The conviction that I had chanced on an unrecorded tour de force of the 1930s overcame me when I first encountered Cliff Road Studios in Lower Holloway. wrong. This beautiful complex was built in the late 1960s
Of course, one facet of these architects’ oddness is the location of their work. What is odd in Edinburgh or London may be almost normal in New England or Paris where 19th-century modernism was more candid about its intentions, less inclined to disguise industrial materials. Pilkington’s Dean Park House (now part of Stewart’s Melville College) is an exercise in the fabulously ornate idiom of the hotels particuliers around Parc Monceau in Paris’ eighth arrondissement. Dyball greedily took from everywhere save the conventional sites of English inspiration: the suburbs of Boston and Paris and Genoa spring to mind. Was he a traveller or was he simply a voracious gaper at illustrated books?
Speaking of Genoa. In the early 1990s, I was working in Rome. Cushy billet, as we used to say in The Catering Corps. Save in one regard. Early every evening I would walk for a couple of hours, mapless. A visual diet of ancient masterpieces becomes as sating as, say, a gastronomic diet of foie gras. One yearns not for banality but for excellence of a different sort. It was one October dusk when I found myself northwest of the Borghese Gardens in a narrow street that mutated into an urban hallucination. There were arches, gravity-defying cantilevers, apartment blocks sprouting gargoyles of a type that rewrote the physiognomy of gargoyles, tiles over everything, high relief fruit and veg. No surface was bereft of encrustations. There was something of Gaudí in the air, something of Escher, something of those turn-of-the-century orientalists such as Pierre Loti and Willi Pogany. Something: but not a lot. This place – and there were several streets and squares and circuses – was entirely unexpected. And it was almost unlike any other: almost. I recalled walking a few years previously in a kindredly off-the-map part of Genoa and coming upon a street that was surely some relation. It was.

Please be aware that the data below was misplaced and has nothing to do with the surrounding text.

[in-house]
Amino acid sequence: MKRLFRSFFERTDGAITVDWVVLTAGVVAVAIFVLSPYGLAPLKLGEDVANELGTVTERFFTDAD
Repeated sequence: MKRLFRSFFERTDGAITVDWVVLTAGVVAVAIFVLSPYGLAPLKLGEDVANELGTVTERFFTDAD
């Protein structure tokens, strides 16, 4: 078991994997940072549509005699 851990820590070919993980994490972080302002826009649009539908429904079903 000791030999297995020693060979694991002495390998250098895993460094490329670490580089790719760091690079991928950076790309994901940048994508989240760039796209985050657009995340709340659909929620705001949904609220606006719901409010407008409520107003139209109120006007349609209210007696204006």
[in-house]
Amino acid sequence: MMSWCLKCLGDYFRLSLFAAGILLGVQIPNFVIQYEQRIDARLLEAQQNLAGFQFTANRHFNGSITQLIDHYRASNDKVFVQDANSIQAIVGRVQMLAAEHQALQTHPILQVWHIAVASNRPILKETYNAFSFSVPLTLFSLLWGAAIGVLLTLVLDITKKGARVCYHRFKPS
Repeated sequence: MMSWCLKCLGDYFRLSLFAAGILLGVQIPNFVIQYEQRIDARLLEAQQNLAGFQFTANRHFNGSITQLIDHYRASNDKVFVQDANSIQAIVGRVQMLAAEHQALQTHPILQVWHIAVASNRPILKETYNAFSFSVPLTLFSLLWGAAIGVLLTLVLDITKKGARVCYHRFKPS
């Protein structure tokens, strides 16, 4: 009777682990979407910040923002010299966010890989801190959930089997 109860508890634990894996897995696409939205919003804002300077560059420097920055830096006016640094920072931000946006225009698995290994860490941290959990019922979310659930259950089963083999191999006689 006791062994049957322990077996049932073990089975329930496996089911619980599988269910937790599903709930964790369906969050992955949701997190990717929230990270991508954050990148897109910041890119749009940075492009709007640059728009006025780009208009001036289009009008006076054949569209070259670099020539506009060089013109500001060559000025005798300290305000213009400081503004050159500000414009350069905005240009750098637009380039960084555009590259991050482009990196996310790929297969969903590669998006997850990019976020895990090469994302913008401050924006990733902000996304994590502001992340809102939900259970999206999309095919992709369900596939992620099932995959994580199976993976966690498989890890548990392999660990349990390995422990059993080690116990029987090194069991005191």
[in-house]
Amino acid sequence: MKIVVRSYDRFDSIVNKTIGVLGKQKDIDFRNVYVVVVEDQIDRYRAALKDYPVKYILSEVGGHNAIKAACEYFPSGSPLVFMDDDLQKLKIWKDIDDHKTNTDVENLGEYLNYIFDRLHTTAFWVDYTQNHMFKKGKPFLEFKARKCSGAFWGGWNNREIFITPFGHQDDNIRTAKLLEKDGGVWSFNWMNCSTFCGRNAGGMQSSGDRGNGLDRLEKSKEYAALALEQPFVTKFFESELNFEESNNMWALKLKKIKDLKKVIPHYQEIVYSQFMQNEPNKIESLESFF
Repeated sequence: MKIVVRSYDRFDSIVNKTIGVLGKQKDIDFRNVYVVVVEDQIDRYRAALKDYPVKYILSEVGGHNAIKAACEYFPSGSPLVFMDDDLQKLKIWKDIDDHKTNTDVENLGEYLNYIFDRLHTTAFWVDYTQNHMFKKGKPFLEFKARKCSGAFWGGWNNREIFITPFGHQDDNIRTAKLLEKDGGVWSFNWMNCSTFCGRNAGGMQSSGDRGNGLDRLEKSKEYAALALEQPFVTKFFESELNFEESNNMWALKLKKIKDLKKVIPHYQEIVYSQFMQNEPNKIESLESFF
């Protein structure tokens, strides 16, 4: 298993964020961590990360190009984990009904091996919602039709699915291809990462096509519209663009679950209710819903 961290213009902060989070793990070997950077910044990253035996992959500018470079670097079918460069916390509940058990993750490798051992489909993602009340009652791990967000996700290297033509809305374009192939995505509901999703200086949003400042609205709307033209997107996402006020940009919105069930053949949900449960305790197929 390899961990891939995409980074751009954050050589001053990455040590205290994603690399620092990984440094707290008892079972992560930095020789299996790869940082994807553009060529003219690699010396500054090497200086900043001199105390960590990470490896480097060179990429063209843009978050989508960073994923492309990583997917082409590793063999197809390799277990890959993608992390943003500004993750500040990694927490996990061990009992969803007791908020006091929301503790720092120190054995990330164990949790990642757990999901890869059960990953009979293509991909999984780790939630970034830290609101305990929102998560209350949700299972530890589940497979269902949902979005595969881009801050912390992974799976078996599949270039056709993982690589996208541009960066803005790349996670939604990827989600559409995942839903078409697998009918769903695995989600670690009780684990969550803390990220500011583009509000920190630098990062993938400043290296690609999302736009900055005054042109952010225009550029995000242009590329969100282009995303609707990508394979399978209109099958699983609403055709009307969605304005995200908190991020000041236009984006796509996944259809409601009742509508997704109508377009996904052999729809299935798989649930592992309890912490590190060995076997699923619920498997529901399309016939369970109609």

The architect was the Florentine Gino Coppedè. He worked first in Genoa and then in Rome, where the streets lined with his extraordinary structures are collectively known as the Quartiere Coppedè. They were, astonishingly, built in the 1920s. They appear to be at least two decades earlier and are therefore the opposite
of the latest thing. Coppedè was at the end of the art nouveau tradition, but so divorced from it that he inhabits a world of one. He led nowhere. There were no disciples. His work exists in a fantastical cul-de-sac. History, real history, is composed of such disconnected fragments. The retrospectively imposed continuum is a soothing fib.